Twenty Poems That Could Save America presents insightful essays on the craft of poetry and a bold conversation about the role of poetry in contemporary culture. Essays on the "vertigo" effects of new poetry give way to appraisals of Robert Bly, Sharon Olds, and Dean Young. At the heart of this book is an honesty and curiosity about the ways poetry can influence America at both the private and public levels. Tony Hoagland is already one of this country's most provocative poets, and this book confirms his role as a restless and perceptive literary and cultural critic.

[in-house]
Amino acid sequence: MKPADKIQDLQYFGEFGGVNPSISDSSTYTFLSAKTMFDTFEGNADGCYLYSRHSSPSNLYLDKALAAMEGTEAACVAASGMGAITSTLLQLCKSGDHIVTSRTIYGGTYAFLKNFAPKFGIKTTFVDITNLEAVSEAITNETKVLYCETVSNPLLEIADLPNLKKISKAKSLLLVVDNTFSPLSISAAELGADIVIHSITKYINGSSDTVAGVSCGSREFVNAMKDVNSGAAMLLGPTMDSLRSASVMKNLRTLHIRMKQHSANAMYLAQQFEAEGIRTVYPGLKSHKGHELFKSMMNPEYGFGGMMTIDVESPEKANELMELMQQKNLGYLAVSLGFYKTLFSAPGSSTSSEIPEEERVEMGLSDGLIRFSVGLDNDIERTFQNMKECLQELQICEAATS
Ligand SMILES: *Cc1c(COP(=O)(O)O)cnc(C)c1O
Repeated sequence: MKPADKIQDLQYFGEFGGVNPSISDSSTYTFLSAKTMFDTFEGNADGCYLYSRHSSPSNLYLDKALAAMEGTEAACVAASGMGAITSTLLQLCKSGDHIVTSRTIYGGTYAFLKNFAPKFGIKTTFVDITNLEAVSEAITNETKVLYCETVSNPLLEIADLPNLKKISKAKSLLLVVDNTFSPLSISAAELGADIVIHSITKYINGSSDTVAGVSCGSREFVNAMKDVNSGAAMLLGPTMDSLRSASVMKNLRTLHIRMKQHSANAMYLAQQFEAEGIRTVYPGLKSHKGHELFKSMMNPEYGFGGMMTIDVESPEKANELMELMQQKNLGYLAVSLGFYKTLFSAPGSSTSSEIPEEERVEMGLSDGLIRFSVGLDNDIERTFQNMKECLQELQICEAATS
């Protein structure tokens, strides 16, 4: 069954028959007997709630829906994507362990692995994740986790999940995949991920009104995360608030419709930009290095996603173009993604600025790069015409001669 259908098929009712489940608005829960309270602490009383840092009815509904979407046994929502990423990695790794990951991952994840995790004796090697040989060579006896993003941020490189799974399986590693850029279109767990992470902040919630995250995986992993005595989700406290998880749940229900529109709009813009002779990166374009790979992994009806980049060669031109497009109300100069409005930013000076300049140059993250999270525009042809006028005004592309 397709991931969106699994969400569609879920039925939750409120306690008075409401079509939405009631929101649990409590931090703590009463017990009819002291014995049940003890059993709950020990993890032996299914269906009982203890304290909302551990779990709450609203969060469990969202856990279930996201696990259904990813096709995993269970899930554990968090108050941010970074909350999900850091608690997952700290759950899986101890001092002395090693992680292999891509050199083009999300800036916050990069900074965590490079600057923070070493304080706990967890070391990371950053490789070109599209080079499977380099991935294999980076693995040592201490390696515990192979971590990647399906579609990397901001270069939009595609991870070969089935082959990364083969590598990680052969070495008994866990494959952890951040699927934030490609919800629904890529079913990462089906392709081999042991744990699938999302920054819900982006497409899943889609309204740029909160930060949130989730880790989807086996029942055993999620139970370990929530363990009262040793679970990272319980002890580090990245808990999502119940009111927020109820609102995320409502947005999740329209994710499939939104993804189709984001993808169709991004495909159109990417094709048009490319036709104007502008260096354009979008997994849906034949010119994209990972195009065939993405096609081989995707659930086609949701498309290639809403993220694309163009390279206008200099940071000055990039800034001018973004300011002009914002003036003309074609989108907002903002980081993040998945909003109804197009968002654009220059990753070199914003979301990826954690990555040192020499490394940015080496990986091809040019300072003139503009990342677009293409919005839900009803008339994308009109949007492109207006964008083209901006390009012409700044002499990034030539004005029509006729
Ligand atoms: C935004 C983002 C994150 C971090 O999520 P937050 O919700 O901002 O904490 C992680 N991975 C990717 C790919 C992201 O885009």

Tony Hoagland is the author of Unincorporated Personas in the Late Honda Dynasty (2010); What narcissism means to me (2003), a finalist for the National Book Critics Circle Award; Donkey gospel (1998), which received the James Laughlin Award; and Sweet Ruin (1992), chosen for the 1992 Brittingham Prize in Poetry and winner of the Zacharis Award from Emerson College. Hoagland's other honors include two grants from the National Endowment for the Arts, a fellowship to the Provincetown Fine Arts Work Center, the O. B. Hardison Prize for Poetry and Teaching from the Folger Shakespeare Library, the 2008 Jackson Poetry Prize from Poets & Writers magazine, and the Poetry Foundation's 2005 Mark Twain Award in recognition of his contribution to humor in American poetry. Hoagland teaches in the writing program at the University of Houston and in the Warren Wilson low-residency MFA program.
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